By MARSHA MERCER
A perk of being a Washington bigwig is to be immortalized the old-fashioned way -- in an oil painting paid for by taxpayers.
The official portrait of former CIA Director Leon E. Panetta was unveiled Sept. 5 at the CIA, where a Directors Gallery honors every chief since the first in 1946.
What made Panetta’s painting different from his predecessors’ and most, if not all, the hundreds of official portraits on walls around Washington was his decision to be painted with his dog, Bravo.
Panetta, who served as CIA director from February 2009 to June 2011, has said his golden retriever was in the room during some of his toughest moments, such as planning the operation to kill Osama bin Laden in May 2011.
In the portrait, a smiling Panetta has both hands on his pet, making him look more like a genial professor than the spook who took out Public Enemy No. 1. The picture elicits appreciative “awws” from pet lovers, but it also raises a question:
Is an official portrait – even of a distinguished public servant like Panetta -- a good use of your tax dollars?
Taxpayers spent $300,000 last year alone on oil portraits of senior officials, reports “Wastebook 2013,” the annual compendium of wasteful federal spending published by Sen. Tom Coburn, R-Okla.
The price tag of the CIA’s portrait of Panetta wasn’t disclosed. But if one picture is worth the cost, whatever it is, how about two? Of the same person?
Panetta served eight terms in Congress and was President Bill Clinton’s chief of staff. After his stint at the CIA, he was secretary of defense from July 2011 to February 2013. So, naturally, the Defense Department commissioned a Panetta portrait last year for its Pentagon Collection.
I say naturally because over the last decade the Defense Department has ordered 25 of at least 69 official portraits purchased by government agencies, according to “Wastebook.”
The Defense Department contracted to spend $31,200 on its Panetta painting, which hasn’t been unveiled yet. The sum is infinitesimal in the Defense budget, but it’s real money to many Americans who have no say how their taxes are spent.
Don’t get me wrong. I love portraits, especially those that give us a glimpse of the subject’s personality. Generations of school children might have no idea what George Washington looked like were it not for artist Gilbert Stuart. There’s still a place for portraiture in the 21st century.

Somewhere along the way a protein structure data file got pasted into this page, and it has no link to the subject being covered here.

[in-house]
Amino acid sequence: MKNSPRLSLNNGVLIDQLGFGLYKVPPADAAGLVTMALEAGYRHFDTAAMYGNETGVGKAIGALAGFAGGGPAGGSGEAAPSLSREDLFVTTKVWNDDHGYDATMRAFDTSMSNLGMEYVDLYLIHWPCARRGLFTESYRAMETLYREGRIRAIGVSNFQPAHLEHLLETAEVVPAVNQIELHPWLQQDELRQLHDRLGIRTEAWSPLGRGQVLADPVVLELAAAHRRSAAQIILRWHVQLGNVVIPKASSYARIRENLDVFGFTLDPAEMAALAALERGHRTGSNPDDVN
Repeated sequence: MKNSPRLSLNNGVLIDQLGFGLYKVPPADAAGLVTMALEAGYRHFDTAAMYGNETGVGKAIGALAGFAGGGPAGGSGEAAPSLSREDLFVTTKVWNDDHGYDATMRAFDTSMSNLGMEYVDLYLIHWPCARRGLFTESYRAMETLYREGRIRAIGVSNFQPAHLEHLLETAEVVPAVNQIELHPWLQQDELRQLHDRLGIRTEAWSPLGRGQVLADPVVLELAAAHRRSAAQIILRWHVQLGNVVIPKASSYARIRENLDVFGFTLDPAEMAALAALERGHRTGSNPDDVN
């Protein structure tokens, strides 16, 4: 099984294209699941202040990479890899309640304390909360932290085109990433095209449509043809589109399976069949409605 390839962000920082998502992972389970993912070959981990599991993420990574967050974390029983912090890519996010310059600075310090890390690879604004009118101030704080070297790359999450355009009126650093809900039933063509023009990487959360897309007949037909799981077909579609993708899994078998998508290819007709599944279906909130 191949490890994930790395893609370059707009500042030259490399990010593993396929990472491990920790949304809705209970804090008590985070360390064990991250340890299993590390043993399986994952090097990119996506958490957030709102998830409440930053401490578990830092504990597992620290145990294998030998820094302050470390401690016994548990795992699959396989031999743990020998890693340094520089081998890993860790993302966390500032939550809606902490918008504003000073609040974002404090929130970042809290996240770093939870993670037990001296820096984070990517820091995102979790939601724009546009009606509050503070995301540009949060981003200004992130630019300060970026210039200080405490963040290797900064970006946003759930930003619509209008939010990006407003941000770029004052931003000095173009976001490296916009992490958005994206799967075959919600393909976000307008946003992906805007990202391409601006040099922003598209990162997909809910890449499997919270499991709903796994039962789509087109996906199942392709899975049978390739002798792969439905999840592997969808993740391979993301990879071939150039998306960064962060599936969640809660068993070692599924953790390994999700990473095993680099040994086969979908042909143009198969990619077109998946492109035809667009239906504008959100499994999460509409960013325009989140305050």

But as often is the case, the government is being free with other people’s (our) money. An official portrait shouldn’t be the default honor for a departing agency head.
In October 2012, then-Defense Secretary Panetta presided over the ceremonial unveiling of the official portrait of former Defense Secretary Robert M. Gates. Speaking that day, Gates mentioned that the same artist had painted the official portrait of “a certain CIA director” two decades earlier.
“It didn’t seem all that different, a few pounds lighter, maybe a couple of inches taller. The hair a more useful shade of white,” Gates said, drawing laughter. He was CIA director from 1991 to 1993.
“A sure sign you’ve been in Washington too long,” Gates said, is when the portraitist has “more than one crack at your portrait a generation apart.”
You can argue Gates and Panetta deserve the honor. But people whose careers are not nearly as distinguished sit for artists on the taxpayer’s dime.
The Department of Housing and Urban Development ordered a $20,000 portrait of former Sec. Steve Preston, who was in the job all of seven months. “Wastebook” also reports taxpayers forked over $20,000 for former Energy Secretary Steven Chu, $23,000 for former NASA deputy administrator Lori B. Gardner and $30,000 each for the first and second Homeland Security secretaries, Tom Ridge and Michael Chertoff.
“Taxpayers shouldn’t pick up the tab for a portrait that costs more than many hardworking taxpayers make in a year,” said Sen. Jeanne Shaheen, D-N.H., who is leading a bipartisan effort to rein in spending on portraits.
The proposed Responsible Use of Taxpayer Dollars for Portraits Act would prohibit federal funds for portraits of members of Congress and most agency heads and set a cap of $20,000 per painting of those in the line of succession to the presidency.
Congress should stop spending taxpayers’ money on official portraits – even for bigwigs who have good dogs.
©2014 Marsha Mercer. All rights reserved.
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